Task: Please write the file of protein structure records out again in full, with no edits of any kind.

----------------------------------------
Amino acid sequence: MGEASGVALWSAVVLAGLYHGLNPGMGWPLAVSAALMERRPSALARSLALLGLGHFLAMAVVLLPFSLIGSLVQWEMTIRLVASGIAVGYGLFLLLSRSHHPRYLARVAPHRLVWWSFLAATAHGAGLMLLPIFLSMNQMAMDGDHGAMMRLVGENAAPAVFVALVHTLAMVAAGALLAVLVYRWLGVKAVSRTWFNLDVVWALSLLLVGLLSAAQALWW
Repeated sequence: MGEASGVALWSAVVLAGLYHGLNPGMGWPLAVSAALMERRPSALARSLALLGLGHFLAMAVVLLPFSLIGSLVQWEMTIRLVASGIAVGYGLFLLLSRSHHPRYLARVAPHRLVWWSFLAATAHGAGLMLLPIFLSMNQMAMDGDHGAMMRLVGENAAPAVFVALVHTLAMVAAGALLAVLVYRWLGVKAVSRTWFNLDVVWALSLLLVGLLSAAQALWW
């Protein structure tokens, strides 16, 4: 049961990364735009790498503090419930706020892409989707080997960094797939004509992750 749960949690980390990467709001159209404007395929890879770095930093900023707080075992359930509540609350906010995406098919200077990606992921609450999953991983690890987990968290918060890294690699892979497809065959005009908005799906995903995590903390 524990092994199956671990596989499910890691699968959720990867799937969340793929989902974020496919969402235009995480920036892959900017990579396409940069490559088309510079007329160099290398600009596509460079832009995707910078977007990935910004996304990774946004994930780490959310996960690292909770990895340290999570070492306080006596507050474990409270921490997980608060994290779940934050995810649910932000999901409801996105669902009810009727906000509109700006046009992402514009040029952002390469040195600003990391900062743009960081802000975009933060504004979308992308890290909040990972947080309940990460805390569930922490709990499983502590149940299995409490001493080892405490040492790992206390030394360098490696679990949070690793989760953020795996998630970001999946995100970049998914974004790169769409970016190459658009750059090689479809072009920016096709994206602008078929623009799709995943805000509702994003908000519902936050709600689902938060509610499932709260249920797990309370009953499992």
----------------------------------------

Amino acid sequence: MGEASGVALWSAVVLAGLYHGLNPGMGWPLAVSAALMERRPSALARSLALLGLGHFLAMAVVLLPFSLIGSLVQWEMTIRLVASGIAVGYGLFLLLSRSHHPRYLARVAPHRLVWWSFLAATAHGAGLMLLPIFLSMNQMAMDGDHGAMMRLVGENAAPAVFVALVHTLAMVAAGALLAVLVYRWLGVKAVSRTWFNLDVVWALSLLLVGLLSAAQALWW
Repeated sequence: MGEASGVALWSAVVLAGLYHGLNPGMGWPLAVSAALMERRPSALARSLALLGLGHFLAMAVVLLPFSLIGSLVQWEMTIRLVASGIAVGYGLFLLLSRSHHPRYLARVAPHRLVWWSFLAATAHGAGLMLLPIFLSMNQMAMDGDHGAMMRLVGENAAPAVFVALVHTLAMVAAGALLAVLVYRWLGVKAVSRTWFNLDVVWALSLLLVGLLSAAQALWW
């Protein structure tokens, strides 16, 4: 049961990364735009790498503090419930706020892409989707080997960094797939004509992750 749960949690980390990467709001159209404007395929890879770095930093900023707080075992359930509540609350906010995406098919200077990606992921609450999953991983690890987990968290918060890294690699892979497809065959005009908005799906995903995590903390 524990092994199956671990596989499910890691699968959720990867799937969340793929989902974020496919969402235009995480920036892959900017990579396409940069490559088309510079007329160099290398600009596509460079832009995707910078977007990935910004996304990774946004994930780490959310996960690292909770990895340290999570070492306080006596507050474990409270921490997980608060994290779940934050995810649910932000999901409801996105669902009810009727906000509109700006046009992402514009040029952002390469040195600003990391900062743009960081802000975009933060504004979308992308890290909040990972947080309940990460805390569930922490709990499983502590149940299995409490001493080892405490040492790992206390030394360098490696679990949070690793989760953020795996998630970001999946995100970049998914974004790169769409970016190459658009750059090689479809072009920016096709994206602008078929623009799709995943805000509702994003908000519902936050709600689902938060509610499932709260249920797990309370009953499992």